by Matthew Sitman
J. Michelle Molina finds the heart of Jesuit formation – St. Ignatius’s Spiritual Exercises – to be a revealing, but thus far largely neglected, way to understand Pope Francis:
No matter how we stake our political or religious claims, any effort to understand the man ought to include a sense of the Spiritual Exercises, a Jesuit meditative program of spiritual renewal that connects self-reform to transformative action in the world. These meditations offer a framework with which to interpret Francis’s actions because they have provided the key metaphors with which the Jesuit Bergoglio has sought not only to know himself, but also to engage the world.
One point of emphasis in the Exercises:
[The Jesuit] joins the twin goals of contemplation and action in a world understood in both geographical and existential terms. “Jesus knocks from within so that we will let him come out.” These words echo a very Jesuit notion that personal reform is linked, in the words Bergoglio drew upon to inspire the conclave, to an evangelizing church that is “called to come out of herself and to go to the peripheries, not only geographically, but also the existential peripheries: the mystery of sin, of pain, of injustice, of ignorance and indifference to religion, of intellectual currents, and of all misery.” He has eschewed certain liturgical vestments as, quite literally, trappings that would encumber his desire to walk in the world. And this sense of self in the world likely inspires Francis’s controversial symbolics, such as the washing of women prisoner’s feet.
I think this is very perceptive, especially because – as Molina intimates – it allows us to avoid imposing simplistic categories on Francis. Recently we featured a quote from Jody Bottum that made exactly this point, that our usual political labels don’t make much sense when applied to Francis, nor, at its best, historic Christianity more broadly. There’s no reason we should expect a man forged in spiritual practices developed in the 16th century to fit comfortably within any contemporary ideology scheme. And even more, the notion of contemplation joined to action in the world seems particularly fitting when considering Francis, as he appears to be intent on his deeds, from the simplicity of his lifestyle to the washing of a woman’s feet, conveying as much as his words. That style of leadership, that way of living, surely has its roots in the rich tradition of Ignatian spirituality.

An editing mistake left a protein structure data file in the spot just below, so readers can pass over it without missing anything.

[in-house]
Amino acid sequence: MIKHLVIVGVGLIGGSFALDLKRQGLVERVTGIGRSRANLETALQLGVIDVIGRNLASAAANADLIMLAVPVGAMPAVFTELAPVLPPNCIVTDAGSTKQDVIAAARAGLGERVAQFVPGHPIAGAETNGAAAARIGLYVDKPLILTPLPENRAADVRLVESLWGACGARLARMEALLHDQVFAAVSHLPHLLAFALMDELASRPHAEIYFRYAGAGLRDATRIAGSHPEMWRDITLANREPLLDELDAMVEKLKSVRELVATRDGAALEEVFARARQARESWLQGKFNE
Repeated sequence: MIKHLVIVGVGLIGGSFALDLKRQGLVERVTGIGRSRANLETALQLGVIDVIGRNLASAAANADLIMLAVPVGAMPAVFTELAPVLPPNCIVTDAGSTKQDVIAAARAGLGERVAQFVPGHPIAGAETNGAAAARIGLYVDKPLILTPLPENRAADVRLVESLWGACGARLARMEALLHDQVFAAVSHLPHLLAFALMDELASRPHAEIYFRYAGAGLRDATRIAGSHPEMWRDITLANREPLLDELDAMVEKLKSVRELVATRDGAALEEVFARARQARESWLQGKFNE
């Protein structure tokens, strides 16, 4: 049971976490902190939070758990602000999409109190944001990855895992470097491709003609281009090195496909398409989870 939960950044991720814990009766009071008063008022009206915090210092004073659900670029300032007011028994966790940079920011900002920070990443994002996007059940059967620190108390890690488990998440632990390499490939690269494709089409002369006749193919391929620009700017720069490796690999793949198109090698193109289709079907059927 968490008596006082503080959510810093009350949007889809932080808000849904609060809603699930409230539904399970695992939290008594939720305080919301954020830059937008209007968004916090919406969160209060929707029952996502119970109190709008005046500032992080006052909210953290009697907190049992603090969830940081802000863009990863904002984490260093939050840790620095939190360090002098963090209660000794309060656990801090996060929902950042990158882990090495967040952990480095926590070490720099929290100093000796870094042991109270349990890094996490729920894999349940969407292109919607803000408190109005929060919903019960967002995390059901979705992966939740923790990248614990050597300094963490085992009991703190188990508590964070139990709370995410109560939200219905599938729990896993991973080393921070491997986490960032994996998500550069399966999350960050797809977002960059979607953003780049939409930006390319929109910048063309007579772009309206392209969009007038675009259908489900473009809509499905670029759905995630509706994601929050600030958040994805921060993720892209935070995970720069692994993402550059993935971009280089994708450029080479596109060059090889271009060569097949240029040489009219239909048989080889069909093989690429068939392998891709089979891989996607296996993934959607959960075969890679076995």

There’s one other point worth making here. Molina notes this about Francis’s experiences with the Spiritual Exercises:
Bergoglio has made the full 30-day version of the Spiritual Exercises at least twice and has repeated the shorter, eight-day version every year since he entered the Society of Jesus in 1958.
A 30-day regimen of prayer, meditation, and introspection is an experience most of us probably have trouble fully imagining. One aspect of Ignatian spirituality, as Molina’s article makes clear, is knowing yourself. To overcome or transcend the self one must be acquainted with the darker corners of your soul. The humility and compassion Francis evinces, I suspect, comes at least in part from the rich inner life, the self-critical inward turn, that is a part of the Exercises. A deep awareness of your own faults and failures – a contrite heart – is the precondition for the extension of mercy and love to others. It isn’t surprising, then, that the Jesuit “activism” of Francis has skewed not toward ideological, political ambition, but humble service. Molina’s sketch of the new pope’s Ignatian formation goes as far toward explaining why this is so as any account I have read.
(Photo: Pope Francis prays on the floor as he presides over a Papal Mass with the Celebration of the Lord’s Passion inside St Peter’s Basilica on March 29, 2013 in Vatican City, Vatican. By Dan Kitwood/Getty Images)